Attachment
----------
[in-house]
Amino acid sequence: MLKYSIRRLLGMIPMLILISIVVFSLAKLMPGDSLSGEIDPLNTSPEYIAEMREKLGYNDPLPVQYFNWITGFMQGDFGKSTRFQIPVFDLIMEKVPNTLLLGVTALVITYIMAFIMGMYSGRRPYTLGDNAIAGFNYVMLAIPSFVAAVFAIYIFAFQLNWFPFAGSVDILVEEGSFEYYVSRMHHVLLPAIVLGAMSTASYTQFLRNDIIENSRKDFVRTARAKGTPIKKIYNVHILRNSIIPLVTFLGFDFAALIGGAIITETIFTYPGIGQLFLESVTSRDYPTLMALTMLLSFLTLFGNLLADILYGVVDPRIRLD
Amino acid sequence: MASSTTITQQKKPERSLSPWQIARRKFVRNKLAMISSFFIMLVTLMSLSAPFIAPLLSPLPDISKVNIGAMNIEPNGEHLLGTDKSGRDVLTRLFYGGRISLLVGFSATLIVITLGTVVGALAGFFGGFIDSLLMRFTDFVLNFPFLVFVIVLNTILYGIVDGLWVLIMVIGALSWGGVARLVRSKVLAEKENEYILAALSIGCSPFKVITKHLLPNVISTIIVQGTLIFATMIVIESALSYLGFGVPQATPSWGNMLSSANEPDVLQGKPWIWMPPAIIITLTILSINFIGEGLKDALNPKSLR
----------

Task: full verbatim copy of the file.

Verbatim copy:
[in-house]
Amino acid sequence: MLKYSIRRLLGMIPMLILISIVVFSLAKLMPGDSLSGEIDPLNTSPEYIAEMREKLGYNDPLPVQYFNWITGFMQGDFGKSTRFQIPVFDLIMEKVPNTLLLGVTALVITYIMAFIMGMYSGRRPYTLGDNAIAGFNYVMLAIPSFVAAVFAIYIFAFQLNWFPFAGSVDILVEEGSFEYYVSRMHHVLLPAIVLGAMSTASYTQFLRNDIIENSRKDFVRTARAKGTPIKKIYNVHILRNSIIPLVTFLGFDFAALIGGAIITETIFTYPGIGQLFLESVTSRDYPTLMALTMLLSFLTLFGNLLADILYGVVDPRIRLD
Amino acid sequence: MASSTTITQQKKPERSLSPWQIARRKFVRNKLAMISSFFIMLVTLMSLSAPFIAPLLSPLPDISKVNIGAMNIEPNGEHLLGTDKSGRDVLTRLFYGGRISLLVGFSATLIVITLGTVVGALAGFFGGFIDSLLMRFTDFVLNFPFLVFVIVLNTILYGIVDGLWVLIMVIGALSWGGVARLVRSKVLAEKENEYILAALSIGCSPFKVITKHLLPNVISTIIVQGTLIFATMIVIESALSYLGFGVPQATPSWGNMLSSANEPDVLQGKPWIWMPPAIIITLTILSINFIGEGLKDALNPKSLR